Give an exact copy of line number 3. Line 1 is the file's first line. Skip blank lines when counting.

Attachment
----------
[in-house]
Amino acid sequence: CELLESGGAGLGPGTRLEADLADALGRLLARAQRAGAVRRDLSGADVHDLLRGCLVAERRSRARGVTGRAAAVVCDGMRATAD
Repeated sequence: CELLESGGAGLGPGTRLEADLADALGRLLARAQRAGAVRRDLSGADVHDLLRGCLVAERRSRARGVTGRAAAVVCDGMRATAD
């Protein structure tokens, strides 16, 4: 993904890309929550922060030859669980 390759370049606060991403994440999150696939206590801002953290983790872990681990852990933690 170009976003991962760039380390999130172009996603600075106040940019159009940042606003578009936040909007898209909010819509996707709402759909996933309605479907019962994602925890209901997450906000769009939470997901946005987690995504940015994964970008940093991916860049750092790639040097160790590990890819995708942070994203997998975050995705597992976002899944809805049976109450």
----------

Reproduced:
Repeated sequence: CELLESGGAGLGPGTRLEADLADALGRLLARAQRAGAVRRDLSGADVHDLLRGCLVAERRSRARGVTGRAAAVVCDGMRATAD